Trump’s explosive tweet was reminiscent of the “fire and fury” comments he directed toward Kim Jong-un before he started negotiating with the North Korean leader, but it’s unlikely that this twitterstorm will be the prelude to talks with Iran.

The Korean talks took place with the support of South Korea, and in the absence of any significant U.S. opposition lobby. With Iran, both Saudi Arabia and Israel have been trying to suck the United States into their decades-old feud with Iran. Both opposedthe Iran nuclear deal, and Israel has been advocating for the U.S. military to bomb Iran’s nuclear facilities (even though Israel has several hundred nuclear weapons of its own and Iran has none.)

Saudi Arabia insists that Iran is spreading terrorism throughout the region, even though the Saudis have spent billions spreading their intolerant version of Islam, Wahhabism. And let us not forget the terror of the Saudi bombing of Yemen that has caused the world’s greatest humanitarian catastrophe.

United States lobby groups from the American Israel Public Affairs Committee (AIPAC) to the Foundation for the Defense of Democracies have also been stoking the conflict with Iran. So has the dissident group Mujahedin-e Khalq (MEK). The MEK, a cult-like group that has killed Iranians and Americans alike and was on the U.S. terrorist list until 2012, is hated inside Iran for having sided with Saddam Hussein when he invaded Iran in 1980.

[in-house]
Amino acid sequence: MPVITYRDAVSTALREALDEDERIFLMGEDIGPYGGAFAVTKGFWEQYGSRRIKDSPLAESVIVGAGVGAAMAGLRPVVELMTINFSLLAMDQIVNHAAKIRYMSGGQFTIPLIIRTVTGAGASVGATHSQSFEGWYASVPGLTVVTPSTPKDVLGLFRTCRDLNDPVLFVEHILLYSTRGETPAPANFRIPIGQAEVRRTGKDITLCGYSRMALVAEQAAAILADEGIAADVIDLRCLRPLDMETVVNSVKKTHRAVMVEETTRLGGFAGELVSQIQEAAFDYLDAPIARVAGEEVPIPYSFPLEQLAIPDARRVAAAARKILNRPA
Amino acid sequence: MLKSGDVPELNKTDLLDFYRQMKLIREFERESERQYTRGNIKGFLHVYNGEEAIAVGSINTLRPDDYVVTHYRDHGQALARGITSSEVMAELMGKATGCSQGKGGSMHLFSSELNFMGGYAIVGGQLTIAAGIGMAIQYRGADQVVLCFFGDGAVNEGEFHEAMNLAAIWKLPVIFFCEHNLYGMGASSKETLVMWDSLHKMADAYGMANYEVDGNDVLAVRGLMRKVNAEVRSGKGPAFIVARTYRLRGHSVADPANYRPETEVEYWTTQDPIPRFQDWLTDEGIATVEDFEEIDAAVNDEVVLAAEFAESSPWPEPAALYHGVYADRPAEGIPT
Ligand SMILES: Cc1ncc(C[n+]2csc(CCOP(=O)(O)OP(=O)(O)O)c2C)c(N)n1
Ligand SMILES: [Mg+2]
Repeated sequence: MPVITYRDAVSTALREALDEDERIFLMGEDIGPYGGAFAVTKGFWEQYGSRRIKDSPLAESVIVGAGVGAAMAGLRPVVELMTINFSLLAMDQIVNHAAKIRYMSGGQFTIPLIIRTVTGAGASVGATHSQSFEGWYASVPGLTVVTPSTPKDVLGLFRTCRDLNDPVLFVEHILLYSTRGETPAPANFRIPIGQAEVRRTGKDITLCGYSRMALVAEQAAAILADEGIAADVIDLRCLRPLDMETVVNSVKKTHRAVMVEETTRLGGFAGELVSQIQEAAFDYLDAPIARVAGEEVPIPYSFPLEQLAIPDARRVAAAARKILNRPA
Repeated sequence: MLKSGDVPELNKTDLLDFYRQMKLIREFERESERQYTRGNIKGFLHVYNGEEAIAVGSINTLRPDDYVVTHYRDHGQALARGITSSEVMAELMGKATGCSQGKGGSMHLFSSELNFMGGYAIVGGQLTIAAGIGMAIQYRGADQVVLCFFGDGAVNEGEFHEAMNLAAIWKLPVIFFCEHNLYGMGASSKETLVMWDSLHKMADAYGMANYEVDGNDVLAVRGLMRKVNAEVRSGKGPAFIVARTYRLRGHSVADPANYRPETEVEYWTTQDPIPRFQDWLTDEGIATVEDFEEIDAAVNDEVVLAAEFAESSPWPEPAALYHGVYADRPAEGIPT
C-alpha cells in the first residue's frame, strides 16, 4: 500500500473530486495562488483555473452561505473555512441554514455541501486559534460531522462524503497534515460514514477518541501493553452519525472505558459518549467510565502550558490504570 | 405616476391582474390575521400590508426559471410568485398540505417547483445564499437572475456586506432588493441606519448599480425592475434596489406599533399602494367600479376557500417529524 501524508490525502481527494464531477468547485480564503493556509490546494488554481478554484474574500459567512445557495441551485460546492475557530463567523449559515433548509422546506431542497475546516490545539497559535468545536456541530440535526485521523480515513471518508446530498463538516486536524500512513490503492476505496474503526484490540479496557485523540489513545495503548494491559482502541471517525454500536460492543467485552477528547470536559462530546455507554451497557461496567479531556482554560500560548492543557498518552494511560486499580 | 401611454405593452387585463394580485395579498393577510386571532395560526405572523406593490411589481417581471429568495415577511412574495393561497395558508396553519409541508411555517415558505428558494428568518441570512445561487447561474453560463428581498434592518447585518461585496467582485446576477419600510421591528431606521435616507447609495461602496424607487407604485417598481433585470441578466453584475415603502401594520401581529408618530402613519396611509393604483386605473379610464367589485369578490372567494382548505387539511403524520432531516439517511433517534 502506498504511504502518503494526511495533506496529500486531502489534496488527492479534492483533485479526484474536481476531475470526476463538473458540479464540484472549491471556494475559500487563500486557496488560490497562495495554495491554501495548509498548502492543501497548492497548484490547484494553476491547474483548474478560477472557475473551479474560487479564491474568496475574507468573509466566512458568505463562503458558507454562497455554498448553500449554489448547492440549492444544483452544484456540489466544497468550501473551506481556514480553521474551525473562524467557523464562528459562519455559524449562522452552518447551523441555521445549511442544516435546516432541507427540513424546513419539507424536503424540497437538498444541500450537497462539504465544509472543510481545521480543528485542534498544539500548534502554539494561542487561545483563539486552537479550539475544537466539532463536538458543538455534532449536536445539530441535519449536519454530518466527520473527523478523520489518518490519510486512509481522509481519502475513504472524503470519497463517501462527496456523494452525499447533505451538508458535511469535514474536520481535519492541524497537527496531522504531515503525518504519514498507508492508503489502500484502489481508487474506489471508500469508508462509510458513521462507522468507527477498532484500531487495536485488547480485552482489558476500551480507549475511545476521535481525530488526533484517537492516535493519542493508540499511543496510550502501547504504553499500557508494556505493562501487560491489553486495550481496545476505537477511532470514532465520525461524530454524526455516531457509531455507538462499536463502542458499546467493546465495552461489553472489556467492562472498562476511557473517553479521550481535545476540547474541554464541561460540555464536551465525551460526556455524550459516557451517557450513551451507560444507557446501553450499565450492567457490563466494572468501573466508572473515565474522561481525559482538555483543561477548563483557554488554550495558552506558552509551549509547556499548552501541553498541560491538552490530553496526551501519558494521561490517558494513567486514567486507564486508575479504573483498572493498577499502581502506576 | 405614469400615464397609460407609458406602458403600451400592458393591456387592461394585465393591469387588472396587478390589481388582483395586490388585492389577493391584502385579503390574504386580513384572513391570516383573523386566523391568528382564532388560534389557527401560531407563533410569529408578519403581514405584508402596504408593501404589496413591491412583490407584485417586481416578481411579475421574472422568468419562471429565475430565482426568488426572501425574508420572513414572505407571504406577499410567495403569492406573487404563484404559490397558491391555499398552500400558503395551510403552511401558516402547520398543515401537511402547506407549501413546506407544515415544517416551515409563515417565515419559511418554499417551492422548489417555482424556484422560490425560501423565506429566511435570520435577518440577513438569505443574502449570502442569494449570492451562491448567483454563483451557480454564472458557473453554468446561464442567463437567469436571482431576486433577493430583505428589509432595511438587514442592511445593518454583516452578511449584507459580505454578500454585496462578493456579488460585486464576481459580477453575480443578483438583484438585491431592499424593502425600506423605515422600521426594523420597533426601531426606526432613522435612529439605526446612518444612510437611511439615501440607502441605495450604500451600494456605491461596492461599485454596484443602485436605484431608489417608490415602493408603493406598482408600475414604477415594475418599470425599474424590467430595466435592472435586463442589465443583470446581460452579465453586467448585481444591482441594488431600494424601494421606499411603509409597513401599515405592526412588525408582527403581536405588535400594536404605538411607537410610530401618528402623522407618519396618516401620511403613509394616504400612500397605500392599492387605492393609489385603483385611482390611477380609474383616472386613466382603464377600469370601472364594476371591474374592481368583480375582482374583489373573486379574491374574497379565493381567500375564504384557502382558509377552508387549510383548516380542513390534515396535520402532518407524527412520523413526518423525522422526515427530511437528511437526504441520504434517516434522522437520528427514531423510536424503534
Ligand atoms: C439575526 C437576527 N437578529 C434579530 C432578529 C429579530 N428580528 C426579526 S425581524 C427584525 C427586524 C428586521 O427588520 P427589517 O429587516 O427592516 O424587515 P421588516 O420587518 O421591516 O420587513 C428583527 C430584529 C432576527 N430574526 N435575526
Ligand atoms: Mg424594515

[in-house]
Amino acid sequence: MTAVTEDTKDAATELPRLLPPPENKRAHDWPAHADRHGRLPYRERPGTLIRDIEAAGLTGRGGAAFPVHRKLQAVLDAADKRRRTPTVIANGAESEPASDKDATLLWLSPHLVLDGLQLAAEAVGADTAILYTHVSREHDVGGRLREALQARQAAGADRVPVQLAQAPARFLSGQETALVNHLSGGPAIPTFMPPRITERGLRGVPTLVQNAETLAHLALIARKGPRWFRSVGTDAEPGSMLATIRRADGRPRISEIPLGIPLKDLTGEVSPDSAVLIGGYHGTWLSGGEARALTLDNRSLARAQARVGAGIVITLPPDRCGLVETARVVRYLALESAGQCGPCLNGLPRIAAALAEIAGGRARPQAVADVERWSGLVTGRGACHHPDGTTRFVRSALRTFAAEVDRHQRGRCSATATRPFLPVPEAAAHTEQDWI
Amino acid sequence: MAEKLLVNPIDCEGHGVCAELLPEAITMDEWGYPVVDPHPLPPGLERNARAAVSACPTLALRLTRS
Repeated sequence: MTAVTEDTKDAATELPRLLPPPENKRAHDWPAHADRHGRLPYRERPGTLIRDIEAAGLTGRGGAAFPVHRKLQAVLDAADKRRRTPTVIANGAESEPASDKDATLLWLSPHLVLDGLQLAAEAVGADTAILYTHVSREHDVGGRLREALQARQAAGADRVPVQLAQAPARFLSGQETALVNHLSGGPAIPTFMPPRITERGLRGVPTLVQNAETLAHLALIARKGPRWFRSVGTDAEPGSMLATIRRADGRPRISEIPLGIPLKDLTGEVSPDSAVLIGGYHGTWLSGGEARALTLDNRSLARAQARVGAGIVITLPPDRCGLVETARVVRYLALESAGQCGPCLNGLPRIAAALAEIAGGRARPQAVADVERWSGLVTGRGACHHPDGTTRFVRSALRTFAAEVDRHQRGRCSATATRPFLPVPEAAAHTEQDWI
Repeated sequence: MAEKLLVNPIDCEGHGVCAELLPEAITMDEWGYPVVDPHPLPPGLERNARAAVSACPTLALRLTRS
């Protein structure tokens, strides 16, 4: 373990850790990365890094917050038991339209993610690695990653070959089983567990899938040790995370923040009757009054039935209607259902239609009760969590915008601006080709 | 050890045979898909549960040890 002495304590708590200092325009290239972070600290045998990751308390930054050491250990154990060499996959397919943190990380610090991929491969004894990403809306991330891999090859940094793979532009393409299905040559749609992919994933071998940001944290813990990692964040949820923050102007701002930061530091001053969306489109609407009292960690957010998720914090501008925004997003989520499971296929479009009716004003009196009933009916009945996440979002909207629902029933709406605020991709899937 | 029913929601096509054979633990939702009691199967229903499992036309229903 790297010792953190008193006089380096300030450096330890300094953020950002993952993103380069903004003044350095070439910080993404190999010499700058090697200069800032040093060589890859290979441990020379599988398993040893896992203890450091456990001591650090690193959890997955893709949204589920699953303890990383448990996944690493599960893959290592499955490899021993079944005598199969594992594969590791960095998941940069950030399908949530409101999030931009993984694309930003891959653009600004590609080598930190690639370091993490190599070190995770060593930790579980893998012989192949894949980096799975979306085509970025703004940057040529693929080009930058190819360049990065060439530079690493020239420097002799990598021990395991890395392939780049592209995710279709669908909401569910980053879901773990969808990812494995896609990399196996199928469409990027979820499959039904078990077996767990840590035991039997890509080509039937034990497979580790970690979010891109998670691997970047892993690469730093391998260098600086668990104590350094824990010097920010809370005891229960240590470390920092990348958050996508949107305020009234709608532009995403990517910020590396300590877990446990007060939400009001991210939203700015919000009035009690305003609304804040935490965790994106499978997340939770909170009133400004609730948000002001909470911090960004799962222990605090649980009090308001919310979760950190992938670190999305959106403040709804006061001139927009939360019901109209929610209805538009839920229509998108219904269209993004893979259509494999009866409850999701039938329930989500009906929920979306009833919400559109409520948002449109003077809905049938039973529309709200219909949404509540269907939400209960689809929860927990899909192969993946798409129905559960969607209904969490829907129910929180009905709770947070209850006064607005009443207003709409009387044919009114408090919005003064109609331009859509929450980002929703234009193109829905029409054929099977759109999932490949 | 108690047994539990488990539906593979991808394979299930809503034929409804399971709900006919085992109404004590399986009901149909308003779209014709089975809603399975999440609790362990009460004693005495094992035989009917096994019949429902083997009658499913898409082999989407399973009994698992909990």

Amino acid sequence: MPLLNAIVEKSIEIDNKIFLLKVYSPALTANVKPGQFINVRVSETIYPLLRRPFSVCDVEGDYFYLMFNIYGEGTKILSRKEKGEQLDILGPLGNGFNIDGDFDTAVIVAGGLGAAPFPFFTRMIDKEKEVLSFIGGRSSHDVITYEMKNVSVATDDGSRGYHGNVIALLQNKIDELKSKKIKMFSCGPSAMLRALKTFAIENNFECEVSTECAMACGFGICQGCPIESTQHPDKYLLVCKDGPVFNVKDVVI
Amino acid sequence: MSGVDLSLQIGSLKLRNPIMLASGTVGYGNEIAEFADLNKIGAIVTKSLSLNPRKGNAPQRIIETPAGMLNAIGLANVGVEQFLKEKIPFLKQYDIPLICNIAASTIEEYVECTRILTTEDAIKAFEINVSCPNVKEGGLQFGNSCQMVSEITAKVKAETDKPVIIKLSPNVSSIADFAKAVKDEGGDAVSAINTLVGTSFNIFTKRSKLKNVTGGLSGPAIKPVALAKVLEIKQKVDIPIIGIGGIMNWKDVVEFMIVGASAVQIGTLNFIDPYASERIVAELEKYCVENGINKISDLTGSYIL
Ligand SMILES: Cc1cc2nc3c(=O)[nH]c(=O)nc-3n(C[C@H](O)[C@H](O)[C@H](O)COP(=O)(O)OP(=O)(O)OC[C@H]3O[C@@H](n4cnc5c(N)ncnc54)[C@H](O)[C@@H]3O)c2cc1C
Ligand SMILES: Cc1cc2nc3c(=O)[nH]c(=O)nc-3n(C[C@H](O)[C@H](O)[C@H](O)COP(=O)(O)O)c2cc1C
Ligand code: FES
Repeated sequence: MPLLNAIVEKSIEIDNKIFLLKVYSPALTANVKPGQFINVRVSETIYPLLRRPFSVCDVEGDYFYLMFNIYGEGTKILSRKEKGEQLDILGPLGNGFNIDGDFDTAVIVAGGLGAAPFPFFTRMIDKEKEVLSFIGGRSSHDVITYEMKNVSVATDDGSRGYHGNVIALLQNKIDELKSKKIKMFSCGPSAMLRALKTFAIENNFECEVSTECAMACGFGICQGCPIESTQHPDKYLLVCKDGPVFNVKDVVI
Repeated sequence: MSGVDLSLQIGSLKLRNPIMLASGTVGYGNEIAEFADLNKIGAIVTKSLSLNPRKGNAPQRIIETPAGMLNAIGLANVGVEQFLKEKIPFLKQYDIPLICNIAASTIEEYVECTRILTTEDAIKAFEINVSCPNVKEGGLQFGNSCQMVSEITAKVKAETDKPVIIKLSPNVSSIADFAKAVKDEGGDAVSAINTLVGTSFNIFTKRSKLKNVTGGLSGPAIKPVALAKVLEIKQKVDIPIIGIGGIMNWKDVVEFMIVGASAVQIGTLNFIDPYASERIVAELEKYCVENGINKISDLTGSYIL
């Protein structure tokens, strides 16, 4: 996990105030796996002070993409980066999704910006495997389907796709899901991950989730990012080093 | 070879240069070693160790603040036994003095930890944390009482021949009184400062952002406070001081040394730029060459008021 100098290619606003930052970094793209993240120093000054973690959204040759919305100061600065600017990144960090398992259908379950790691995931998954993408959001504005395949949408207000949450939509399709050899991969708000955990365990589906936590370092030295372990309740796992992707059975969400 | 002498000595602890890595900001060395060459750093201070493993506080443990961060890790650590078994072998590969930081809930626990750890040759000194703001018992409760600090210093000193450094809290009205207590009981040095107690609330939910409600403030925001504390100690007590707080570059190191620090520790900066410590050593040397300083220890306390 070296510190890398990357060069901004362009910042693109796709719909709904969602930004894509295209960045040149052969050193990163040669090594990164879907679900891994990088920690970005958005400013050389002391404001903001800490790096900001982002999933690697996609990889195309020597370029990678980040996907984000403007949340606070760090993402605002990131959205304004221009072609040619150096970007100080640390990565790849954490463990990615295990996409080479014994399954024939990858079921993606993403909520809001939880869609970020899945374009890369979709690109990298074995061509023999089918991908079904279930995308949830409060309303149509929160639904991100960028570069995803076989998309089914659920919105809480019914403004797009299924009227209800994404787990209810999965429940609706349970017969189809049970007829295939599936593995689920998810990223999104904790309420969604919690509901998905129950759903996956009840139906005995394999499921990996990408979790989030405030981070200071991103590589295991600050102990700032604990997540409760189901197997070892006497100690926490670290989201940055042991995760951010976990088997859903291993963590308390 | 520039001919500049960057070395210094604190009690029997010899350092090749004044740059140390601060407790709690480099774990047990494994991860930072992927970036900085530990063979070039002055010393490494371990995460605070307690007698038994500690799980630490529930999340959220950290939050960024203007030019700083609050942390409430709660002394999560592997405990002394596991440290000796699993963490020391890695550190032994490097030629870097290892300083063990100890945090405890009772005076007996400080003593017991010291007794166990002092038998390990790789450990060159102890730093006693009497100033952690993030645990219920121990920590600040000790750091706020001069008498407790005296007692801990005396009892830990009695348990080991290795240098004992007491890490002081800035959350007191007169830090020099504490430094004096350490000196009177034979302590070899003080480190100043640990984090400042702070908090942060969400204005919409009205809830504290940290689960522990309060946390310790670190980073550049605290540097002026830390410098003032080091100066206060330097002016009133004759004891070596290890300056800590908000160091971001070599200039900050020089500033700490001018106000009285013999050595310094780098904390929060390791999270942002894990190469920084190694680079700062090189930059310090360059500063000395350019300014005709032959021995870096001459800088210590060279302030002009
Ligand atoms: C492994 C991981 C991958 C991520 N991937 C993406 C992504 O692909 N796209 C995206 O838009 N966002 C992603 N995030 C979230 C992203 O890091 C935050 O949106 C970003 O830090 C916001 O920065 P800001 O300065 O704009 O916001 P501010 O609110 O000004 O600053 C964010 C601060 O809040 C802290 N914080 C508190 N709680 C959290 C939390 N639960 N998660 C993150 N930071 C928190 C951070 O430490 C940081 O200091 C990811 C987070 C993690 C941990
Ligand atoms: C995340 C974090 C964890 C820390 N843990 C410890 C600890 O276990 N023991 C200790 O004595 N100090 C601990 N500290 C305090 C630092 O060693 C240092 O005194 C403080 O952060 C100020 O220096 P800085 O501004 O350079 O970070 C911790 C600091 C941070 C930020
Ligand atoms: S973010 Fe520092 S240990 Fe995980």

In recent years, the MEK has spent lavishly (with what is rumored to be Saudi money) to acquire political support from liberals like Howard Dean to conservatives like Newt Gingrich and Rudy Giuliani, both of whom were key speakers at the group’s May gathering in Paris. But the MEK’s most influential cheerleader is John Bolton, who has spoken at their meetings eight times, for which he was well compensated. Bolton considers the MEK a legitimate opposition movement even though they have absolutely no base of support inside Iran.

Trump delighted this dangerous melange of Iran opponents by withdrawing from the 2015 Iran nuclear deal on May 8, despite Iran’s compliance with its side of the bargain, as continuously certified by the International Atomic Energy Agency.

In defiance of the deal’s five co-sponsors—Britain, China, France, Germany, and Russia—the Trump Administration unilaterally restored sanctions, which will go into effect in two waves during August and November. The devastating sanctions not only prohibit U.S. companies from doing business in Iran, but will also punish foreign companies and banks.

Despite efforts by European governments to shield their companies, the companies themselves—from oil giant Total to airplane manufacturer Airbus—do not want to take the risk and are already pulling the plug on trade deals they had negotiated with Iran. The value of the Iranian rial has plummeted this year by forty percent. With the economy reeling from sanctions and the threat of war, along with mismanagement and corruption, Iranians have taken to the streets in protest.